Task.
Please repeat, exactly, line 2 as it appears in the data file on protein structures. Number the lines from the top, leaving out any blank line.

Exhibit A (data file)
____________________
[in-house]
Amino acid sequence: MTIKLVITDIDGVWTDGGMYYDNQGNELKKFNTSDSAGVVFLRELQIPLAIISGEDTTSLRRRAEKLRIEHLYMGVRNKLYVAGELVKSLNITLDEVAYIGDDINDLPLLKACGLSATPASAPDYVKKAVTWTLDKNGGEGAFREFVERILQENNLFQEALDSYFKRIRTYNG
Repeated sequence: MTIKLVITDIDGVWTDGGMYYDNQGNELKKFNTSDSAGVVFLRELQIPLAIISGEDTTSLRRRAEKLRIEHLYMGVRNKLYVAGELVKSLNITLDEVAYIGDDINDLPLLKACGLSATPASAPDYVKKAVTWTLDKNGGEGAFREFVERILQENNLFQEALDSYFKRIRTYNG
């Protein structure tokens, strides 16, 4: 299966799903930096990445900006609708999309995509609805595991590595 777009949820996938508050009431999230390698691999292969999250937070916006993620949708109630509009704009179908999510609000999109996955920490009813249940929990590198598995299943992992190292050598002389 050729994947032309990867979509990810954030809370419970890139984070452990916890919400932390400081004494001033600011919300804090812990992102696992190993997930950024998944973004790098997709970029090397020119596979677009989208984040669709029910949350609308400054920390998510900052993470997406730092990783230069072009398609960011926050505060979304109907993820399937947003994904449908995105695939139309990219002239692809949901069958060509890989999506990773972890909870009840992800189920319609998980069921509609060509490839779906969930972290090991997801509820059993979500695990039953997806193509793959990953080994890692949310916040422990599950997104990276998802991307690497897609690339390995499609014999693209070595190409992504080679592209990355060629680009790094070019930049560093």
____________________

Amino acid sequence: MTIKLVITDIDGVWTDGGMYYDNQGNELKKFNTSDSAGVVFLRELQIPLAIISGEDTTSLRRRAEKLRIEHLYMGVRNKLYVAGELVKSLNITLDEVAYIGDDINDLPLLKACGLSATPASAPDYVKKAVTWTLDKNGGEGAFREFVERILQENNLFQEALDSYFKRIRTYNG